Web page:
The family patriarch went first. Martin Vrzal died March 27, 1905, leaving a $2000 life insurance policy to his children. Martin was followed in death by his daughter Mary a few months later and her sister Tilly that December. Their insurance policies totaled $1400. Another two daughters were killed in the first few months of 1906, leaving just a few hundred dollars in life insurance behind. Finally, the police became involved. The only Vrzal family member left were the late Martin’s wife Rosa, their eldest daughter, Emma, and their only son, Jerry.
The police suspected that Herman and Rosa had been having an affair. They accused Herman of promising Rosa marriage and a life off of the insurance money if they poisoned both his wife and child and Rosa’s husband and children. However, Herman neither poisoned nor left his family. He did somehow end up with the insurance money.
The police then suspected Rosa of poisoning her own family under Herman’s influence. They issued a warrant for the arrest of both suspects. As the law closed in, Rosa committed suicide — by poisoning. Jerry Vrzal accused Herman of her death, claiming that he hypnotized her into taking her own life.
In December 1906, the police took Emma Vrzal to the residence to view her mother’s body, only they did not tell Emma that she was dead. According to Steve Shukis’s well-researched book Poisoned, the detective would sometimes use shock tactics to surprise suspects into confessing. He took emma into the bedroom and an officer yanked the cover off the body. She puportedly fainted and when she regained consciousness stated: “Now you must get that man . . . Billik . . . I want him hung.” She then wrote on a piece of paper, “Billik gave father medicine — and gave some to Mary.” She went on to tell the police that Billik had “special power” over the family.
The police brought Billik into the station and searched his apartment. They found letters from the late matriarch, one signed “with ten thousand kisses — Rosa.”
The Chicago police questioned Billik for five hours, according to the Chicago Tribune. The Chicago Daily News took a bizarre series of photographs of Billick and his family from several of his visits to the Hyde Park Police Department and throughout his trials which available digitally through the Chicago History Museum.
The coroner opened an inquest and demanded the bodies of the Vrzal family be exhumed and tested for poison. The inquest continued into 1907 with witnesses bringing forward more an more incriminating stories about Billik. By February the coroner was through with testing the bodies. He found arsenic in Martin, Rosa, and Tillie, but also concluded that it had been administered slowly over a period of weeks of months. This evidence was added to the testimony and the jury indicted Herman Billik on six counts of murder.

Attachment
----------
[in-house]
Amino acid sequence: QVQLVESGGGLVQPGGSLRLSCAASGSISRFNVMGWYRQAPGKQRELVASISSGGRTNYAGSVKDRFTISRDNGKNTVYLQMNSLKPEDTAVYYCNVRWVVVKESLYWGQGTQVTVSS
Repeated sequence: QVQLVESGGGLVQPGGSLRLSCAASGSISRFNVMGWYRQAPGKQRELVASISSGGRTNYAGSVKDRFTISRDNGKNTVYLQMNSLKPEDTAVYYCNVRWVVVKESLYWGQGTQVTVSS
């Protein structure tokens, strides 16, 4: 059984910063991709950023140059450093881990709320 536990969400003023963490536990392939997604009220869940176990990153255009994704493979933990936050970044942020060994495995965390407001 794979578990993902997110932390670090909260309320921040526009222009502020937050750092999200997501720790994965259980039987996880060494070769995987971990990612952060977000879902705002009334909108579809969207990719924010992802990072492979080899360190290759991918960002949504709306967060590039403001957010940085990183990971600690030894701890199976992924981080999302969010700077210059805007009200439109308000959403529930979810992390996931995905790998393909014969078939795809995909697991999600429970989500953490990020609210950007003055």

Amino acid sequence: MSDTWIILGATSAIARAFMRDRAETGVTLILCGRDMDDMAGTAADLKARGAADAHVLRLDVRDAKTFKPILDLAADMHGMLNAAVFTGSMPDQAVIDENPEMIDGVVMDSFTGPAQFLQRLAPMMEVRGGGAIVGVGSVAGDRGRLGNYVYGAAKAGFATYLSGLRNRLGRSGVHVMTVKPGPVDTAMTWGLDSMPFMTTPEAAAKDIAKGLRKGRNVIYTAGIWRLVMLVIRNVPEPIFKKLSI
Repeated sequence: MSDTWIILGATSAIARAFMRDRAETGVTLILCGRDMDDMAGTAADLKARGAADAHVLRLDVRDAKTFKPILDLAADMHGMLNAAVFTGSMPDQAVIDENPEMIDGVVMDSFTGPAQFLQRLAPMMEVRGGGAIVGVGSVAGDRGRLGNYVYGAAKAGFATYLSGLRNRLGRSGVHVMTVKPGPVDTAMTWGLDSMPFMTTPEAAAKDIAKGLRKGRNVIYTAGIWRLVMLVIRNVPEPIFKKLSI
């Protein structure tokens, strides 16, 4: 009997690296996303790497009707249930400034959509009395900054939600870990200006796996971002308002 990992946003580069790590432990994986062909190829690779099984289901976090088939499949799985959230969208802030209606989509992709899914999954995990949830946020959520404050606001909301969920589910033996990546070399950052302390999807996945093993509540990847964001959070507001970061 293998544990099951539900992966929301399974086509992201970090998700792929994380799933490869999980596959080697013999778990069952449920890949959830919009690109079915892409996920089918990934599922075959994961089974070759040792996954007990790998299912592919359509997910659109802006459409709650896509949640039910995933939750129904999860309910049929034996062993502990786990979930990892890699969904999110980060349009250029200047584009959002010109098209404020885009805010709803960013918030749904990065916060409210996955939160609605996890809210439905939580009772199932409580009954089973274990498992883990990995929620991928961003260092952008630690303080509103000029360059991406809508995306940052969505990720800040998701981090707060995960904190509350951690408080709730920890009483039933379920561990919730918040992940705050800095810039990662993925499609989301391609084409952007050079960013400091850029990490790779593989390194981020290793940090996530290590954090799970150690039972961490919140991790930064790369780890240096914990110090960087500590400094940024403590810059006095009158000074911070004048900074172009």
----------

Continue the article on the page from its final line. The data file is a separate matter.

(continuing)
The case went to trial in May 1907. The judge sided with the prosecution’s argument that all six charges of murder should have separate hearings. Billik would have to be found not guilty by six different juries. The trial for the murder of Mary Vrzal began July 3, 1907. The jury heard dozens of testimonies but none more damning than that of Jerry Vzral who described Billik’s witching and eventual poisoning his family. The defense, on the other hand, made a strong case that no one profited more from these deaths than Emma, who inherited the house and business. (Shukis details each day of trial in his book, Poisoned). Hermann admitted to swindling the Vrzal family but not to an affair with Rosa and maintained he was innocent of any of the murders.
On July 18, 1907, Billik was found guilty and sentenced to hang.
There were still many questions about the case and much evidence that pointed to Emma as the murderer. His defense attorney began working to appeal. Several people believed him innocent, including a Catholic nun helping Billik’s family. She brought his case to the attention of an energetic Catholic priest named Father P.J. O’Callaghan.
Digging for information that would help the appeal, O’Callaghan found more evidence pointing to Emma and a former boyfriend of hers. The priest gathered more information from the immigrant community along with donations that would help Billik. He visited Jerry where he was in school at Valparaiso University and encouraged him to change his testimony if he had lied. Meanwhile, Emma began a smear campaign against the priest.